Dear Mrs Jennex,
I am writing you today with a plea of assistance in having the drug awareness curriculum to be changed by the start of the school year in 2013. The current curriculum is outdated and not sufficient for today’s youth based on the alarming rate of drug use per the recent 2012 Nova Scotia student drug use survey. This needs to start on the grade 6 level and continue throughout high school. Every term the dangers of drug use should be addressed for all of the grade levels from grade 6-12. Harm reduction should not be the focus especially with regards to prescription drug use, these are highly addictive as well as a death sentence for some. Please help save our youth, without your pressure and assistance more of our children will die or become addicts.
Dear Mr. Adams:
Thank you for the taking the time to write to Honourable Ramona Jennex, Minister of Education and Early Childhood Development, concerning the health education curriculum in relation to substance use as it pertains to prescription drugs. Minister Jennex has asked me to respond on her behalf.
As I am sure you are aware, the Nova Scotia Department of Education and Early Childhood Development, other government departments including the Department of Health and Wellness and the Department of Justice, provincial and national non-government organizations, and, indeed, the federal government are all concerned about the prevalence of prescription drug use among youth. Together, we are working diligently and efficiently toward a comprehensive approach that aims to protect youth from the risks associated with prescription drug abuse.
Schools, families, and communities share a responsibility to address the complexities that underlie the aspects of adolescent stage of development. Adolescence is defined by a growing need for independence that often carries with it the propensity toward risk. A new health education curriculum for grades Primary–9 has, in fact, been developed and introduced to schools across the province. This curriculum is currently in the process of implementation, which includes resource support and professional development that will address prescription drug use instruction and integration with many other protective factors that contribute to healthy decision-making, critical thinking, and other life skills that empower youth to protect themselves against health risks.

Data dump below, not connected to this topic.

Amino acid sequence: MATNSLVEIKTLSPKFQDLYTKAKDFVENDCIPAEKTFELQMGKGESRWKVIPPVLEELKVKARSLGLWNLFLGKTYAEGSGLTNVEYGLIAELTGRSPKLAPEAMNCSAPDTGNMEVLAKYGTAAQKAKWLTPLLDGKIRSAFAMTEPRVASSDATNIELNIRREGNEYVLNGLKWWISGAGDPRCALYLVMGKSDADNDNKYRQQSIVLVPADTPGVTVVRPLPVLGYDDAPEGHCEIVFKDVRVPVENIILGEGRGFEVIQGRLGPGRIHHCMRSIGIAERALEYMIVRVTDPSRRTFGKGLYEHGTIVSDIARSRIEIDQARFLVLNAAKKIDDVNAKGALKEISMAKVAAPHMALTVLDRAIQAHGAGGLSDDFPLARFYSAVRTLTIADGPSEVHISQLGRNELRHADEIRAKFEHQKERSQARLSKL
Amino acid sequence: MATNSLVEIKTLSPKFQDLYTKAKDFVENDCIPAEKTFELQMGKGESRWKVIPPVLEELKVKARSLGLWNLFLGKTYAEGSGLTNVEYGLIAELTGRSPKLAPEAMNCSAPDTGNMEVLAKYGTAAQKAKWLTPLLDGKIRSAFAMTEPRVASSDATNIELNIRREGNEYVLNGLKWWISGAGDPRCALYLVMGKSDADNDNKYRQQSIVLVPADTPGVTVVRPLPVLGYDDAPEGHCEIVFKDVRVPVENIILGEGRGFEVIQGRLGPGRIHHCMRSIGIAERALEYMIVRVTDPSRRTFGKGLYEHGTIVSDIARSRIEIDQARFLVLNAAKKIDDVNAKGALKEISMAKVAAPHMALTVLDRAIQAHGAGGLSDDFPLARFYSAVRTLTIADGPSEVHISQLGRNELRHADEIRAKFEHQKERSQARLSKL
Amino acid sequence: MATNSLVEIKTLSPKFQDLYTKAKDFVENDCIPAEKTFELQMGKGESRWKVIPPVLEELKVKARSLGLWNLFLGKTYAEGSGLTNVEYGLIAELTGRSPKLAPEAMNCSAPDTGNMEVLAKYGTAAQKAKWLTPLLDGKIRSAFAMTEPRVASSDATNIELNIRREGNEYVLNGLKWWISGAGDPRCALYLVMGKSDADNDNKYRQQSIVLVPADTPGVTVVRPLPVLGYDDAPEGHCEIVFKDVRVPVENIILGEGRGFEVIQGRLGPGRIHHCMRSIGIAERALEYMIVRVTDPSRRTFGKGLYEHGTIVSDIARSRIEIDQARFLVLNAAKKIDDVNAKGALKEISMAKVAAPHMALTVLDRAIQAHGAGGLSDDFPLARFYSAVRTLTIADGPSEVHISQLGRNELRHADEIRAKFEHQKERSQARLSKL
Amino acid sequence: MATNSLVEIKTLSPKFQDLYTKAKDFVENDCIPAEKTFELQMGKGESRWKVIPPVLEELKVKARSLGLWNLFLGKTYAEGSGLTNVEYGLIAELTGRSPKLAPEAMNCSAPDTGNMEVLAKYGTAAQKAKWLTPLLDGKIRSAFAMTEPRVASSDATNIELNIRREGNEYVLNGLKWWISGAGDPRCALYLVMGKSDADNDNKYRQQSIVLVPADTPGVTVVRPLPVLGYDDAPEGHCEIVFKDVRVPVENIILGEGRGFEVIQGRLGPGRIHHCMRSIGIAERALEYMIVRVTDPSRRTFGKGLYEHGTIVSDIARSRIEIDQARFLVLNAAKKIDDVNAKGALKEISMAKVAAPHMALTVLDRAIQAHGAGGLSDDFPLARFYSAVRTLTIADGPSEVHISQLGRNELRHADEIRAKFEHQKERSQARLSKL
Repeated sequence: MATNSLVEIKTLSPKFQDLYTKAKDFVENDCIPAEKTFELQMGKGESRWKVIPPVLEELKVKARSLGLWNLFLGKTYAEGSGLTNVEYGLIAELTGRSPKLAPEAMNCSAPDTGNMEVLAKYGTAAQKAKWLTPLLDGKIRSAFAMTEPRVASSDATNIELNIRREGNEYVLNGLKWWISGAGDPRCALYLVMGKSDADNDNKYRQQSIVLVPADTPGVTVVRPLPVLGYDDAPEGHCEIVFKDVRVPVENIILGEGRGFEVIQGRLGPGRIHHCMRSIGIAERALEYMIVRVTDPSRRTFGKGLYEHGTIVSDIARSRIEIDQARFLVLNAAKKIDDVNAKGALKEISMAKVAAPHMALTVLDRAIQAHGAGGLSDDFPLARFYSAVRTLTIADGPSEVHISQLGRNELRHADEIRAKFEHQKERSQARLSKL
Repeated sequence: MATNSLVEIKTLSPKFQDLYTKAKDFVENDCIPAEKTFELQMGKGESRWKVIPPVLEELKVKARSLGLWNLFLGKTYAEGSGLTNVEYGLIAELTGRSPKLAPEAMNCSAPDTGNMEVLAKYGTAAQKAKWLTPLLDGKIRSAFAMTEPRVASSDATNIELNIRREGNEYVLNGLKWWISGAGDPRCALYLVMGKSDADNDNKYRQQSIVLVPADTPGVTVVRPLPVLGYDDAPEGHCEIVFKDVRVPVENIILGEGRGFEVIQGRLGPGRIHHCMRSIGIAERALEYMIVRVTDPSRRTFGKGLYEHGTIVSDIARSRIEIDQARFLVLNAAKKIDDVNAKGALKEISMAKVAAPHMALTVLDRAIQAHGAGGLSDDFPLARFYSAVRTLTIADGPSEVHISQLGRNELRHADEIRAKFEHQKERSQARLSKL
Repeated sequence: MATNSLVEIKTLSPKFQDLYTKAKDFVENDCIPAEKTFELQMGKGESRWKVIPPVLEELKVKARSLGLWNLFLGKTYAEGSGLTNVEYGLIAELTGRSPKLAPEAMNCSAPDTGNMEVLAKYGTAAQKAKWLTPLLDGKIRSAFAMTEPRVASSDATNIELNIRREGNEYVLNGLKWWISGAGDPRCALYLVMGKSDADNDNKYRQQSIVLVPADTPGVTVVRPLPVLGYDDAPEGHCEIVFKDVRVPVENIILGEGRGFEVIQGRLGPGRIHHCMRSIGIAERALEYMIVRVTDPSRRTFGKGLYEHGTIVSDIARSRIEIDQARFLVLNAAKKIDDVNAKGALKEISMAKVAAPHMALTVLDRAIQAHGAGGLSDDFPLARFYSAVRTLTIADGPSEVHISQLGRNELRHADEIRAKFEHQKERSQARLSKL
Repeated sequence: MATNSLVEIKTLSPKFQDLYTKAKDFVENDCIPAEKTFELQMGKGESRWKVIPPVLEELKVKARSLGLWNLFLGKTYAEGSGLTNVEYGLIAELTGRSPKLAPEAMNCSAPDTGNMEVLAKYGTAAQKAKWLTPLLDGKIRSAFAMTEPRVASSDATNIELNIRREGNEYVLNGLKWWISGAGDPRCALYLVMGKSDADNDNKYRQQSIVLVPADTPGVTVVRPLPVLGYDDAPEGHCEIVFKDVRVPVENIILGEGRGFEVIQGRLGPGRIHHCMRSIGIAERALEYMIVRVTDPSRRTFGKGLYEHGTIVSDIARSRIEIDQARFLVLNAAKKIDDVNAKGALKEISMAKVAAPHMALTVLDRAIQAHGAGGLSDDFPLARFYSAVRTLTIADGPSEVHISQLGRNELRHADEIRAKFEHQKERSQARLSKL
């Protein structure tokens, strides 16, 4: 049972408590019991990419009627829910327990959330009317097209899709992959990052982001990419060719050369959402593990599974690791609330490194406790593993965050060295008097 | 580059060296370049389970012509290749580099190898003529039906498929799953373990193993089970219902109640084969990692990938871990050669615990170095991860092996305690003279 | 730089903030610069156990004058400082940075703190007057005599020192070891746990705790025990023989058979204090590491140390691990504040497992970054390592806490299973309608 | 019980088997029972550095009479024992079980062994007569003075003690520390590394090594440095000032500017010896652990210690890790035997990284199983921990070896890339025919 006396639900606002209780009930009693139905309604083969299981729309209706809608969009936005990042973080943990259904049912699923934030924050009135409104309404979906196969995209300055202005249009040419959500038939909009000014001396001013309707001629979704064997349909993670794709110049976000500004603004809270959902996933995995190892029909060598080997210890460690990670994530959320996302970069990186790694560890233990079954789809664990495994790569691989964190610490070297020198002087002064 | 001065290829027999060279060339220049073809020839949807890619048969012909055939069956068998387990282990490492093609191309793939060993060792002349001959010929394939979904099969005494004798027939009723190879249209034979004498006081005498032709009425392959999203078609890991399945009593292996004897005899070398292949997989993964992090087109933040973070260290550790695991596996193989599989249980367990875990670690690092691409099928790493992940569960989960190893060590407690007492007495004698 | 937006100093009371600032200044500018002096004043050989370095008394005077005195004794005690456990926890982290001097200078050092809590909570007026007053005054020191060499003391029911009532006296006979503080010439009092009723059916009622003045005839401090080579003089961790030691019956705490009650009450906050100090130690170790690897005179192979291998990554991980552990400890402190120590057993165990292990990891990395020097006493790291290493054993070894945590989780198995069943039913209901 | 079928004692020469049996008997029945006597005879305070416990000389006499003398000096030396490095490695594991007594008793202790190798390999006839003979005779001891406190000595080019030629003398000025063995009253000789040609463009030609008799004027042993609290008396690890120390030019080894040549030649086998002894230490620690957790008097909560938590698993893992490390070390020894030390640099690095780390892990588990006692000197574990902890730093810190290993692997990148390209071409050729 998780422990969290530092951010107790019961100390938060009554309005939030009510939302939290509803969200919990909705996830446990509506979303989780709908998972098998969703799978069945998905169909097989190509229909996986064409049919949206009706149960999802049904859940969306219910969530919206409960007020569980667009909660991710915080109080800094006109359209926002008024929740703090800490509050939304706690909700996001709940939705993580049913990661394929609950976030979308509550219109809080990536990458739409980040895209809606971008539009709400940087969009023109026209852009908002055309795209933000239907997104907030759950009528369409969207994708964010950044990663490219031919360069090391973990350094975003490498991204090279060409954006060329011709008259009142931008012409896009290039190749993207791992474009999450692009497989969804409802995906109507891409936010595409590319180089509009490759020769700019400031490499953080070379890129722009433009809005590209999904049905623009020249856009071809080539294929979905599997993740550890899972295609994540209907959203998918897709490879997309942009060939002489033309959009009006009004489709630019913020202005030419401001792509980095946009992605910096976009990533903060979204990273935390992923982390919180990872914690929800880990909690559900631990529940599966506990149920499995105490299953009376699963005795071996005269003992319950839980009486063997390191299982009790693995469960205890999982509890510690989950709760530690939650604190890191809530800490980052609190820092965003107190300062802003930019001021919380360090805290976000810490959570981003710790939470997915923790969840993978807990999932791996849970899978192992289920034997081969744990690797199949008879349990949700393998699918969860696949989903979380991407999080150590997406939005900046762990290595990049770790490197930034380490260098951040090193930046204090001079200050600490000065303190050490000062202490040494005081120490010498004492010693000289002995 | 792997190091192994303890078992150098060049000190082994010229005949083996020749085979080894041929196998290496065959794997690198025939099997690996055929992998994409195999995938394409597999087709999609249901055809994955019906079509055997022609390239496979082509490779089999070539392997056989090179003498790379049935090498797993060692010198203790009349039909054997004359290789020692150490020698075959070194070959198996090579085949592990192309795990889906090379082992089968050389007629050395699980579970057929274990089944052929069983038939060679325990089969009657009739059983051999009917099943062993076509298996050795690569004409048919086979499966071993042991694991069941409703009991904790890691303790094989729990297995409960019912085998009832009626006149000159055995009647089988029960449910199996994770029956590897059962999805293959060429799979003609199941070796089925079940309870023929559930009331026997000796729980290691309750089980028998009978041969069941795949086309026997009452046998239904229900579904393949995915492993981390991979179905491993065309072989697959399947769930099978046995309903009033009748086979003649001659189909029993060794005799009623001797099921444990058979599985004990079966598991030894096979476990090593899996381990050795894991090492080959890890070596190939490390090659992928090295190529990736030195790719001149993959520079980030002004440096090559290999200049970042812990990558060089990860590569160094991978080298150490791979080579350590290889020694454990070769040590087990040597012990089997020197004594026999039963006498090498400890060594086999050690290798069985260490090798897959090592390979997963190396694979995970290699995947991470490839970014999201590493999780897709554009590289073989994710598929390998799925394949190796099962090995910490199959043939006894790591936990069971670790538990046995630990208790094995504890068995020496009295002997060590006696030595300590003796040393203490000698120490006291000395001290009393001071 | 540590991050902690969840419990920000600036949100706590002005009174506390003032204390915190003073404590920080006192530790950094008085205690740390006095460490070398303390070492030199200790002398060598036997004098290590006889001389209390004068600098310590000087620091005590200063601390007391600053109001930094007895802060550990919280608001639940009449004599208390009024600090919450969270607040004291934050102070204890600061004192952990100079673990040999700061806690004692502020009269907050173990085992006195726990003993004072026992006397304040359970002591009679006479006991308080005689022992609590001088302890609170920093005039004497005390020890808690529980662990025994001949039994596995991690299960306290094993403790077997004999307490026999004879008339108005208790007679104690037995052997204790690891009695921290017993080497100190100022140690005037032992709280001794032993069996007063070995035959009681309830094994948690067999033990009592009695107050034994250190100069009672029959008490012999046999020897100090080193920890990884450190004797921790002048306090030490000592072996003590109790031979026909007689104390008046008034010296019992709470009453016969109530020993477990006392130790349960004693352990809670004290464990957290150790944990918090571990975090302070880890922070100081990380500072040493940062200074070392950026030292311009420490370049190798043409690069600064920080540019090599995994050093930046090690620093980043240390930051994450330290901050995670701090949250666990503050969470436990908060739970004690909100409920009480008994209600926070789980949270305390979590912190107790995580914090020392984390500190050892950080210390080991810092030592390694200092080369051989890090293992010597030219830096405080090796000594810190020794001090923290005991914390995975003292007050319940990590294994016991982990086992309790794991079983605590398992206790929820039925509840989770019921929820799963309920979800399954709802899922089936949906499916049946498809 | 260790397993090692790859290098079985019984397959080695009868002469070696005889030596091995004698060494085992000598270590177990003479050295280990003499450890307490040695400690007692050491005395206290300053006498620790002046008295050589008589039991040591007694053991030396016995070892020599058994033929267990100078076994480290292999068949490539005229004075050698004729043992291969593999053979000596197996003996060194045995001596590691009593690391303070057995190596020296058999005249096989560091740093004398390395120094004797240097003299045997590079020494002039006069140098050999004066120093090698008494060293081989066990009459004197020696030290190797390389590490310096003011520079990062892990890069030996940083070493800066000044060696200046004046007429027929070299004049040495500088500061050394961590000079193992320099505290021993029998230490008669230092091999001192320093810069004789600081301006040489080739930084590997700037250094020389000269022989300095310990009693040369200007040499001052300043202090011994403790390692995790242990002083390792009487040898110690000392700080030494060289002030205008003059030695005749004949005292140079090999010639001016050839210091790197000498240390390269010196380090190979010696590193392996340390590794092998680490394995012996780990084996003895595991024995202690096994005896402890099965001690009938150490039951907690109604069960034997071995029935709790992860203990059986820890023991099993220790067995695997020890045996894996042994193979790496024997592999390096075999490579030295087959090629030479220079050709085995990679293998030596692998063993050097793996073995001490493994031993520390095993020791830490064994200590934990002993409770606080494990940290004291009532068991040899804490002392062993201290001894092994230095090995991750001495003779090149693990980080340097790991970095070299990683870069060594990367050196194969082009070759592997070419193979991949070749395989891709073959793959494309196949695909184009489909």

Best practice research and evidence, both in health education and drug education, tell us that “stand and deliver” knowledge transfer kinds of drug education models do not work with youth and that, in fact, this approach to substance use education can be harmful. Because of this research and evidence, we do not believe that grade 6 is the developmentally appropriate age to begin the conversation you suggest. I want to assure you, nonetheless, that the Department of Education and Early Childhood Development will be working with partners on the very best comprehensive approach, aimed at the school, family, and community level, to address the serious harms that can occur when youth use prescription drugs as a means to experiment with risk.
Implementation of our new health education curriculum is part of government’s comprehensive approach to address the health vulnerabilities of today’s school-aged children and youth. I appreciate your support for and valuing of health education in our schools.